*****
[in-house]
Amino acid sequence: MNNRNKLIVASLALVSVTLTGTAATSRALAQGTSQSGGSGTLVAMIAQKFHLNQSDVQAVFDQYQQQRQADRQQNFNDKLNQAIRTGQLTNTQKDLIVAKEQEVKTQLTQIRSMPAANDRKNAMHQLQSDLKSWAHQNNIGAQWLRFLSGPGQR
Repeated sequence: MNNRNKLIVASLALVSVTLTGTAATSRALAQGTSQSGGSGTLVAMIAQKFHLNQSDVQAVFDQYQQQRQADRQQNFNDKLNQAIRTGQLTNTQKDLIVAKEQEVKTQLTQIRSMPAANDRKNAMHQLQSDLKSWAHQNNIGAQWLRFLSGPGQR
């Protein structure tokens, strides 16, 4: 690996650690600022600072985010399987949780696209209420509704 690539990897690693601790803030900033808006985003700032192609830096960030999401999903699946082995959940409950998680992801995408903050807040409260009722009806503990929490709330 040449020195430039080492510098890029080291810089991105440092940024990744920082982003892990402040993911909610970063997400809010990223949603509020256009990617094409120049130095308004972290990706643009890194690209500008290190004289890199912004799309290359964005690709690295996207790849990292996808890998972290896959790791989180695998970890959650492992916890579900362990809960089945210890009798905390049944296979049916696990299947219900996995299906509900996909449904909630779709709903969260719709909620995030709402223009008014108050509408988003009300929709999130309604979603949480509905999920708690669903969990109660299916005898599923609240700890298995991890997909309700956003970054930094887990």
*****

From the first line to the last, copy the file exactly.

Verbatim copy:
[in-house]
Amino acid sequence: MNNRNKLIVASLALVSVTLTGTAATSRALAQGTSQSGGSGTLVAMIAQKFHLNQSDVQAVFDQYQQQRQADRQQNFNDKLNQAIRTGQLTNTQKDLIVAKEQEVKTQLTQIRSMPAANDRKNAMHQLQSDLKSWAHQNNIGAQWLRFLSGPGQR
Repeated sequence: MNNRNKLIVASLALVSVTLTGTAATSRALAQGTSQSGGSGTLVAMIAQKFHLNQSDVQAVFDQYQQQRQADRQQNFNDKLNQAIRTGQLTNTQKDLIVAKEQEVKTQLTQIRSMPAANDRKNAMHQLQSDLKSWAHQNNIGAQWLRFLSGPGQR
């Protein structure tokens, strides 16, 4: 690996650690600022600072985010399987949780696209209420509704 690539990897690693601790803030900033808006985003700032192609830096960030999401999903699946082995959940409950998680992801995408903050807040409260009722009806503990929490709330 040449020195430039080492510098890029080291810089991105440092940024990744920082982003892990402040993911909610970063997400809010990223949603509020256009990617094409120049130095308004972290990706643009890194690209500008290190004289890199912004799309290359964005690709690295996207790849990292996808890998972290896959790791989180695998970890959650492992916890579900362990809960089945210890009798905390049944296979049916696990299947219900996995299906509900996909449904909630779709709903969260719709909620995030709402223009008014108050509408988003009300929709999130309604979603949480509905999920708690669903969990109660299916005898599923609240700890298995991890997909309700956003970054930094887990």